4. Beltane – May 1st. The preceding evening is called Walpurgis Night. The Maiden becomes the Mother. The handfasting of the Mother and the Oak King is symbolized by the Maypole. Celts regarded this date as the beginning of Summer.

5. Litha – the Summer Solstice, which generally falls between 20 and 23 June. The union of the Mother and the Oak King reaches the acme of power. Then the Holly King appears. He is like the Oak King’s dark twin, his shadow, as the Jungians would say. He fights the Oak King for the favor of the Lady and wins. He kills the Oak King and imprisons his spirit in the sacred oak, which is cognate with the World Pillar. The Oak King’s spirit will remain imprisoned in the sacred oak until it is released on the following Yule.

6. Lammas or Lughnasadh – August 1st. Lammas, meaning ‘loaf mass,’ is the later christian name, but many witches like to focus on baking sacred bread on this eve (July 31st), so the name Lammas is often used. The Mother becomes the Crone. The bread is traditionally baked in the shape of a man, representing John Barleycorn, the corn or harvest god, an aspect of the Holly King who is sacrificed for the fertility of the harvest. The bread also stands for the matured craft of the second-degree witch. Coveners eat the bread at midnight. This is the first of three harvests, the grain harvest. A Corn Maiden is made of wheat, traditionally the last ear harvested, which contains the fertility of the fields. It is kept until the following Imbolc. Lughnasadh is the Celtic festival in honor of Lugh, who instituted celebratory games in memory of his mother Tailtiu, who died after plowing Ireland to make it fertile. Some witches celebrate Lughnasadh rather than Lammas, some celebrate both.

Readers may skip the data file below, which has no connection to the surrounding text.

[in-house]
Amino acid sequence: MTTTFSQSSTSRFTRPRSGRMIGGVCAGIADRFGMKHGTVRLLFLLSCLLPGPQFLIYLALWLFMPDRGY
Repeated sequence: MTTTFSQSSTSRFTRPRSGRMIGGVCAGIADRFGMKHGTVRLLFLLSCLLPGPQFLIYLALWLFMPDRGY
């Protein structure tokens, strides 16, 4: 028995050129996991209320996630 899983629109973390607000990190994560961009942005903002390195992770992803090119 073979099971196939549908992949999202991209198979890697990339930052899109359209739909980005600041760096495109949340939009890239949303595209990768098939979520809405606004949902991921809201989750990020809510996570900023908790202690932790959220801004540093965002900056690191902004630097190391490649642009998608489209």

7. Mabon or Modron – the Autumn Equinox, falls between September 20 and 23. Initiate witches travel in spirit to the threshold of the Summerlands and there invite their ancestors and dead friends to visit them in Middle-Earth during the month of October. Mabon ap Modron is part of a tale in the Mabinogion, a compendium of Welsh mythology. It is apparently incomplete, as we know very little about the hero-god. He was abducted from his mother Modron when three days old and imprisoned at Gloucester. Arthur and his war band free Mabon. That is practically all we know, but there is a clue in the fact that only the salmon of knowledge knew where to find him. In the Craft tradition I follow, the knowledge possessed by the salmon, which is very ancient, is available to the initiate on the inner journey down the World Pillar. Mabon therefore stands for the Root-soul, the original identity of the witch, liberated by Inner Craft and brought back to Middle-Earth. At Mabon initiates descend to the Summerland and there invite their dead ancestors and friends to visit them at the dumb suppers of October. This is the second harvest, the fruit and vine harvest, and the knowledge brought back to Middle-Earth by initiates reflects its bounty in an inner harvest.

8. Samhain – October 31st, is the culmination of the series of ‘dumb suppers’ held with visiting ancestors. Now the gates of the Summerlands open wide, and Herne the Hunter (the Underworld aspect of the Holly King) leads forth the Wild Hunt, comprising human and non-human spirits. The Wild Hunt will range the skies from Samhain to the following Imbolc. Souls of those who have died during the year but failed to find the path to the Summerlands are gathered up at Samhain and shown the way. The Crone goes to the Summerlands to rest for the Winter. The ageing Holly King, soon to become the Lord of Misrule for the December festivities, takes over. This is the third and final harvest, in which whatever is still ripe in the ground is picked to save it from the curse of the Pookah. It is also called the blood harvest, for at this time the herds are culled and the weaker animals slaughtered for meat which will be salted down and laid up for the winter.

In general, Sabbats are celebrated on the evening before their date. Exceptions are at the solstices and at Beltane and Samhain. The solstices fall on the days of shortest and longest sunlight and should be celebrated on those actual days. Beltane is celebrated both on the preceding evening as Walpurgis Night, and on the following day when the dance around the Maypole and other festivities take place. Samhain, Hallowe’en, is celebrated on the evening of its date, October 31st. Its name means ‘Summer’s end’. The following day is a christian implantation and is ignored by witches.